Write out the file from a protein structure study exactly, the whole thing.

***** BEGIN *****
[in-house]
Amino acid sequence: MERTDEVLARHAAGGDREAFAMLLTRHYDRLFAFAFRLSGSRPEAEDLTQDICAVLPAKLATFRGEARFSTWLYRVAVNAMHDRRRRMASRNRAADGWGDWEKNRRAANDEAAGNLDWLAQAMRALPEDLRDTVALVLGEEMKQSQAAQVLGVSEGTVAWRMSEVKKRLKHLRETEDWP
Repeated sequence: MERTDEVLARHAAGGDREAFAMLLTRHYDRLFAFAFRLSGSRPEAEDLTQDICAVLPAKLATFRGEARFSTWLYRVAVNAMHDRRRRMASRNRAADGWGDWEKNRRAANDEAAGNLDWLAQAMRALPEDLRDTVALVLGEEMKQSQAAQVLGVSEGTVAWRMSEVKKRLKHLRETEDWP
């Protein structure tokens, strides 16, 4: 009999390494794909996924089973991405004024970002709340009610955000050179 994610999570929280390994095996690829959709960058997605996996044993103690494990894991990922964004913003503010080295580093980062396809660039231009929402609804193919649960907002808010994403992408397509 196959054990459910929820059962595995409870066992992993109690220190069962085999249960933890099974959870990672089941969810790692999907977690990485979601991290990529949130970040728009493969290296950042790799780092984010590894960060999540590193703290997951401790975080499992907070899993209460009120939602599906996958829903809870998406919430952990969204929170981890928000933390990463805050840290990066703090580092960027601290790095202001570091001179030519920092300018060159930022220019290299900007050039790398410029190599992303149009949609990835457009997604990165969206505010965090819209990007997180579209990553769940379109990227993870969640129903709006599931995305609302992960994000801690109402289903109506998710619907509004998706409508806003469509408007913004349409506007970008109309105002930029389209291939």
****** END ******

[in-house]
Amino acid sequence: MERTDEVLARHAAGGDREAFAMLLTRHYDRLFAFAFRLSGSRPEAEDLTQDICAVLPAKLATFRGEARFSTWLYRVAVNAMHDRRRRMASRNRAADGWGDWEKNRRAANDEAAGNLDWLAQAMRALPEDLRDTVALVLGEEMKQSQAAQVLGVSEGTVAWRMSEVKKRLKHLRETEDWP
Repeated sequence: MERTDEVLARHAAGGDREAFAMLLTRHYDRLFAFAFRLSGSRPEAEDLTQDICAVLPAKLATFRGEARFSTWLYRVAVNAMHDRRRRMASRNRAADGWGDWEKNRRAANDEAAGNLDWLAQAMRALPEDLRDTVALVLGEEMKQSQAAQVLGVSEGTVAWRMSEVKKRLKHLRETEDWP
């Protein structure tokens, strides 16, 4: 009999390494794909996924089973991405004024970002709340009610955000050179 994610999570929280390994095996690829959709960058997605996996044993103690494990894991990922964004913003503010080295580093980062396809660039231009929402609804193919649960907002808010994403992408397509 196959054990459910929820059962595995409870066992992993109690220190069962085999249960933890099974959870990672089941969810790692999907977690990485979601991290990529949130970040728009493969290296950042790799780092984010590894960060999540590193703290997951401790975080499992907070899993209460009120939602599906996958829903809870998406919430952990969204929170981890928000933390990463805050840290990066703090580092960027601290790095202001570091001179030519920092300018060159930022220019290299900007050039790398410029190599992303149009949609990835457009997604990165969206505010965090819209990007997180579209990553769940379109990227993870969640129903709006599931995305609302992960994000801690109402289903109506998710619907509004998706409508806003469509408007913004349409506007970008109309105002930029389209291939």